Pixilation Due Dates:

  • November 3 – groups formed, storyboards created
  • November 14 – materials gathered ready to start filming
  • November 16- Filming starts
  • December 3 – Editing starts
  • December 8 – All films finished and ready to give Mrs. F for the class DVD

Click here for High school rubric for units

CLASS SYLLABUS and OBJECTIVES

Big Idea:  Students will leave this class with a greater knowledge of tools,media and skills needed to create 3d artworks in ceramics, sculpture, jewelry and animation. Students will build on previous skills to create more complex works (i.e soldered rings in jewelry, pixelation in animation, subtractive techniques in sculpture, and altered wheel thrown works) Students will also experience and continue to practice analyzing and discussing art using high level thinking skills and appropriate terminology.

Essential Questions:
How is 3D design unique from 2D?
How have sculpture and other 3D media been used through history as a vehicle for expression?
How do sculptors, jewelers and ceramists use the expressive features (elements and principles of art) to express meaning and personal voice?
What does 3D art look like through different times, places and cultures?
How are expressive features of art used in animation and digital media?
What are some tools, materials and techniques I can use to create jewelry that demonstrates personal meaning?

CURRICULUM TO BE COVERED

I.  Students will know, use, and understand the following 
ART VOCABULARY AND CONCEPTS:
Various forms of sculpture, ceramics, jewelry and new media
Appropriate art vocabulary in discourse and writing practice
Characteristics and Expressive features of art (elements and principles)
Tools, processes and materials used in the creation of sculpture, jewelry, ceramics and new media.

II.  Students will know, use and understand the following in the PRODUCTION OF ART:
A variety of digital software, techniques and processes.
Expressive qualities of art (elements and principles) to construct meaning.
Sketching, brainstorming, revision, and journaling as steps in the creative process.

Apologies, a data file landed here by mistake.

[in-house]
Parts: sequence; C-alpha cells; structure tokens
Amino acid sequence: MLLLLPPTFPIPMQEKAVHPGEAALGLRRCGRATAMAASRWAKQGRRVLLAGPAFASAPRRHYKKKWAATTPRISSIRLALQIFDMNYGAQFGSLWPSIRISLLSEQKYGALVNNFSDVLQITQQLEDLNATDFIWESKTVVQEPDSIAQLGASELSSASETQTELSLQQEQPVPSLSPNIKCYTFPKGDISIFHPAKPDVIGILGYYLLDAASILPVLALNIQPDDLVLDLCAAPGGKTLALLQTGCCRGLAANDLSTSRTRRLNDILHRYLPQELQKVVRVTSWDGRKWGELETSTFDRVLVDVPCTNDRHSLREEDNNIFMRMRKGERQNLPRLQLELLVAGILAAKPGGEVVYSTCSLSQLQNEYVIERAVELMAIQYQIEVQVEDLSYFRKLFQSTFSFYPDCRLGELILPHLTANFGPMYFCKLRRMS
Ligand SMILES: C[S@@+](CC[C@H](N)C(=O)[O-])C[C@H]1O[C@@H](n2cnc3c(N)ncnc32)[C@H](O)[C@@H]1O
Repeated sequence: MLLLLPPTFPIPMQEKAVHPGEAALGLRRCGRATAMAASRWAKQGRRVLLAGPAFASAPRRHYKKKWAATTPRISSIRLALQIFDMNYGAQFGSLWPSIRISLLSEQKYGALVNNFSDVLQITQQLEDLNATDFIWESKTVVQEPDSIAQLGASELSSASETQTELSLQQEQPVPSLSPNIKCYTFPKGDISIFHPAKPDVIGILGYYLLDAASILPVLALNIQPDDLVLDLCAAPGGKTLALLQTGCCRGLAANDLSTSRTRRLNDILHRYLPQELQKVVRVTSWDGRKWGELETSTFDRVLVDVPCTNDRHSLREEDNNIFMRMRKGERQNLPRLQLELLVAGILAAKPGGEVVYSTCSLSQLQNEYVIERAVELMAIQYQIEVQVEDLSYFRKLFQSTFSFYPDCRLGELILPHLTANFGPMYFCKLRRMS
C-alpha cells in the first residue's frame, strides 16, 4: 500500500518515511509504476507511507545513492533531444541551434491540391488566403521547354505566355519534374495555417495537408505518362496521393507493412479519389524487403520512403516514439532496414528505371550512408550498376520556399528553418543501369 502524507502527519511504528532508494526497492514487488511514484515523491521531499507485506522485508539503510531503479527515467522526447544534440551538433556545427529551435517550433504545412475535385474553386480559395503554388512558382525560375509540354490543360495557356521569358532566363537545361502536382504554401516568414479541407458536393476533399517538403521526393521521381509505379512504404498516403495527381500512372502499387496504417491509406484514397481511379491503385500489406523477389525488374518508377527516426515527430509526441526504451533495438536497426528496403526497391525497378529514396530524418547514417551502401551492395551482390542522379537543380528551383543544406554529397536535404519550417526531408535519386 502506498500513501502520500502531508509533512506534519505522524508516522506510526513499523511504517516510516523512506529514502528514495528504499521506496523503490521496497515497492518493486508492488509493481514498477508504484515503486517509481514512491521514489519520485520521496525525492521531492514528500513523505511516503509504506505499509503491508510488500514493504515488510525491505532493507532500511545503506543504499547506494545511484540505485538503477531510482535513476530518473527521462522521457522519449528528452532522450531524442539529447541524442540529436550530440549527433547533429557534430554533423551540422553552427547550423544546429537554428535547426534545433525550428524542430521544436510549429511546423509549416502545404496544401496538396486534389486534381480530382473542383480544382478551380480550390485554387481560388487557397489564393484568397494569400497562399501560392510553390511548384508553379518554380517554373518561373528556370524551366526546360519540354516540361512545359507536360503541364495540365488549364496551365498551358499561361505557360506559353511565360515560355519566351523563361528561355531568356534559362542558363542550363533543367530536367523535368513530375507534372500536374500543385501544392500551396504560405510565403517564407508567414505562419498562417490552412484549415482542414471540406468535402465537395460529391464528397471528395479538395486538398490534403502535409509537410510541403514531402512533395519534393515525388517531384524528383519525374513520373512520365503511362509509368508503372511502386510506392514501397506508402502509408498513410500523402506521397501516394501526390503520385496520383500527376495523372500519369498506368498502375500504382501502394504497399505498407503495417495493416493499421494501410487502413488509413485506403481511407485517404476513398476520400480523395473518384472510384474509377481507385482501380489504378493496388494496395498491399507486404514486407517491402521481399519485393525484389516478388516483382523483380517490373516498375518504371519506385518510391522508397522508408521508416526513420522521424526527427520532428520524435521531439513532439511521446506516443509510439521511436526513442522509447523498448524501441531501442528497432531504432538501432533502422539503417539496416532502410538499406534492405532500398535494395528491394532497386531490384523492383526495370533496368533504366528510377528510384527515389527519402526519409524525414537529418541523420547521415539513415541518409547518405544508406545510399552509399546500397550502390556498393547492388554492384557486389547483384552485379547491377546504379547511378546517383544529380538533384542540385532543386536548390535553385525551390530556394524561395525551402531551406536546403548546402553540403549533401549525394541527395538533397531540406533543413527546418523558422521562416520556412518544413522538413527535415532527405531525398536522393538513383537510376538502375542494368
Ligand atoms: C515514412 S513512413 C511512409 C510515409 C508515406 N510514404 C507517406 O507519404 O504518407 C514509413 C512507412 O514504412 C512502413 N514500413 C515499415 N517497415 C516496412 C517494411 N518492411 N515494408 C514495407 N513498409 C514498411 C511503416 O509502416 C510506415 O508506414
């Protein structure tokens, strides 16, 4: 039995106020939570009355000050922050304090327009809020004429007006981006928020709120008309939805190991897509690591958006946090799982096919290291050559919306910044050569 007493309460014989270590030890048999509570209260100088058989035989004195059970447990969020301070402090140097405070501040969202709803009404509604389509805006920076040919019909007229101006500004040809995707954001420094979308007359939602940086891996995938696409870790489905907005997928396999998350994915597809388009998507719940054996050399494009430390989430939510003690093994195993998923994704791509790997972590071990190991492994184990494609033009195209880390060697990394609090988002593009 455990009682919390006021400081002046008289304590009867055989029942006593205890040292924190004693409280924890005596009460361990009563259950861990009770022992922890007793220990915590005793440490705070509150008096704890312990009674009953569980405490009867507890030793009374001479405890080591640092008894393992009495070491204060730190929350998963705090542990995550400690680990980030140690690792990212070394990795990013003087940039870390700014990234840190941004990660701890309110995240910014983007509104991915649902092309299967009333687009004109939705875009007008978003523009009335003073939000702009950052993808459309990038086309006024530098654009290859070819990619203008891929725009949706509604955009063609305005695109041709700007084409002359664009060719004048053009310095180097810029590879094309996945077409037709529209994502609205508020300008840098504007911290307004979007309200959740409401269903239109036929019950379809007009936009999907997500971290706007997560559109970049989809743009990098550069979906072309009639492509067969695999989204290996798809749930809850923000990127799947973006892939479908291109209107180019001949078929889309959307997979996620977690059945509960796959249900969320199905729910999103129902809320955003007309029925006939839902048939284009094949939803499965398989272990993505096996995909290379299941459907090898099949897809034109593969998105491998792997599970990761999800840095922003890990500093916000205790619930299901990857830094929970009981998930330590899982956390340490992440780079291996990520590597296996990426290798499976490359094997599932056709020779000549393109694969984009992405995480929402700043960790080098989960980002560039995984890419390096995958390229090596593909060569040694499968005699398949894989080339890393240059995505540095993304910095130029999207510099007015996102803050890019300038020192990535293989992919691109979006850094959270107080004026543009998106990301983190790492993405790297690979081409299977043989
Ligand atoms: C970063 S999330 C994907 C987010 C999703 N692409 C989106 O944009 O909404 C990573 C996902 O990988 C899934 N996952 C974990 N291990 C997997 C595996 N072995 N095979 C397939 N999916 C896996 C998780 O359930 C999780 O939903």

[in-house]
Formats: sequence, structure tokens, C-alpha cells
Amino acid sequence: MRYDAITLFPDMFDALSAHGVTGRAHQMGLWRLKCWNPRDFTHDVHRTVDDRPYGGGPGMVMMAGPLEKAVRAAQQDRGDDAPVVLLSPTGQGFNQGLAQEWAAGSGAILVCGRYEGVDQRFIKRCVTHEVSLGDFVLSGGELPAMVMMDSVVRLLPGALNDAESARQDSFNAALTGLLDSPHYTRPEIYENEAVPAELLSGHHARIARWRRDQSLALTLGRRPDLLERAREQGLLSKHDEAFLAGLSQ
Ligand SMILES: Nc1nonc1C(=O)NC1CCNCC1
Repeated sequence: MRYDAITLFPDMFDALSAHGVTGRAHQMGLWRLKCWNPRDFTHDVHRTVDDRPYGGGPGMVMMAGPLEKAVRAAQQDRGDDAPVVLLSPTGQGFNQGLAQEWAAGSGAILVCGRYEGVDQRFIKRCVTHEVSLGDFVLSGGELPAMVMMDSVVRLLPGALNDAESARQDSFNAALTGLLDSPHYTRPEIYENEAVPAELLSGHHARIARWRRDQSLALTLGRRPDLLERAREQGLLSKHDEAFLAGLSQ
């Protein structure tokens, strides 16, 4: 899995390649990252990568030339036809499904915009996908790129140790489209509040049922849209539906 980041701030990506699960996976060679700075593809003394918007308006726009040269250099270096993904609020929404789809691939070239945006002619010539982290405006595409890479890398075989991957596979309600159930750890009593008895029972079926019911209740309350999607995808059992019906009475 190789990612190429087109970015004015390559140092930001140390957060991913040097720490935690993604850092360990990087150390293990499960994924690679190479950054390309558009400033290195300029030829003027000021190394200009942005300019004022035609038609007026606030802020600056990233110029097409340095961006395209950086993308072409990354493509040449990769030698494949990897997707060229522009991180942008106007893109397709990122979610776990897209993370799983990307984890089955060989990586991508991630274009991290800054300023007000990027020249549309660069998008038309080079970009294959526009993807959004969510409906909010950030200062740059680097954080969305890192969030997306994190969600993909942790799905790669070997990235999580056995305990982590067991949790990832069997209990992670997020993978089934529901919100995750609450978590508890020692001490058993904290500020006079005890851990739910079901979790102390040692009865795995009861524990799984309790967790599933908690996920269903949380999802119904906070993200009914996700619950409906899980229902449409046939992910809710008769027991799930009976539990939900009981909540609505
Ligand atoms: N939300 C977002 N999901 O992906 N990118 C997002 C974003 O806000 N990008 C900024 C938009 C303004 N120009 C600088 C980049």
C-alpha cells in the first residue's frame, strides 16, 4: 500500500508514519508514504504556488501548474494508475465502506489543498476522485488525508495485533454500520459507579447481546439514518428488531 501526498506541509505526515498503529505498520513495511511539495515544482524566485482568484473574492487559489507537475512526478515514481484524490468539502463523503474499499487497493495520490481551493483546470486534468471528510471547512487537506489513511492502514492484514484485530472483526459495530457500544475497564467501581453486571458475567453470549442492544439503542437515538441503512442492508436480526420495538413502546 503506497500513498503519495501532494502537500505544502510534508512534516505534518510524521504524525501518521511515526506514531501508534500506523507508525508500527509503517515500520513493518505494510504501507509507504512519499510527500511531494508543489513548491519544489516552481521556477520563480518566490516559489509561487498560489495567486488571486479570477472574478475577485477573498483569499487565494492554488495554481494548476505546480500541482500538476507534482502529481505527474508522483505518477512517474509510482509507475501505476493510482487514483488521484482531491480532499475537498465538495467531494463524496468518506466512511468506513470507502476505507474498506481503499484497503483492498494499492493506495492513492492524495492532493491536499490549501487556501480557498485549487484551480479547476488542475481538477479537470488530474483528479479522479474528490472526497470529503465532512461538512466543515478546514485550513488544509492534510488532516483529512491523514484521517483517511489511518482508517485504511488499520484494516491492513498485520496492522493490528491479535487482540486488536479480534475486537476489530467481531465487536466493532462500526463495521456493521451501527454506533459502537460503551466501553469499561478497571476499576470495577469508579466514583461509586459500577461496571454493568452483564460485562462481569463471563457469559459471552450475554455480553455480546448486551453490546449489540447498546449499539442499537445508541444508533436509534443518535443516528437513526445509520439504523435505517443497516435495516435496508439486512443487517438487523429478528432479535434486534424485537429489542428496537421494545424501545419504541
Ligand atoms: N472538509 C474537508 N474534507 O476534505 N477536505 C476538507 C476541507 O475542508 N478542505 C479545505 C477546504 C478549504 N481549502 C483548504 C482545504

The importance of collaboration in the creation of art.
Tools and techniques used in sculpture, specifically subtractive techniques such as carving. Tools and techniques in jewelry including, piercing, sawing, riveting and soldering of metal. Students will concentrate on high craftsmanship in all projects

III.  Students will know use and understand the following in
ART HISTORY APPRECIATION, AESTHETICS AND CRITICISM:
The four-step criticism model in written and oral form
Appropriate class critique behaviors
Different functions of 3D design  from various periods and cultures
Use the Internet, books, articles to appropriately research art periods, artists,
techniques, cultures, styles, and perspectives
Qualities of craftsmanship and aesthetic concepts

IV.  Students will know, use and understand the following aspects of
ART AS PROFESSION
Professional exhibition techniques for the display of 3 dimensional work and new media works. Understand how art skills transfer to and intersect with other disciplines and areas of life including business skills. Collaborate with others in the generation of ideas, production and analysis of art.

Colorado Academic Standards for Visual Art 
1.Observe  and  Learn  to   Comprehend:   The  visual  arts  are  a  means  for expression, communication  and   meaning  making.

2.Envision  and  Critique  to  Reflect:  Visual  arts  recognize,  articulate,   and  implement  critical  thinking   through  the  synthesis,  evaluation and analysis  of  visual  information.

3.Invent  and  Discover  to  Create:  Generate  works  of  art  that  employ   unique  ideas,  feelings,  and  values   using  different  media,   technologies.


4.Relate  and  Connect  to  Transfer:  Recognize,  articulate,  and  validate  the  value  of  the  visual  arts  to   lifelong  learning  and  the  human   experience.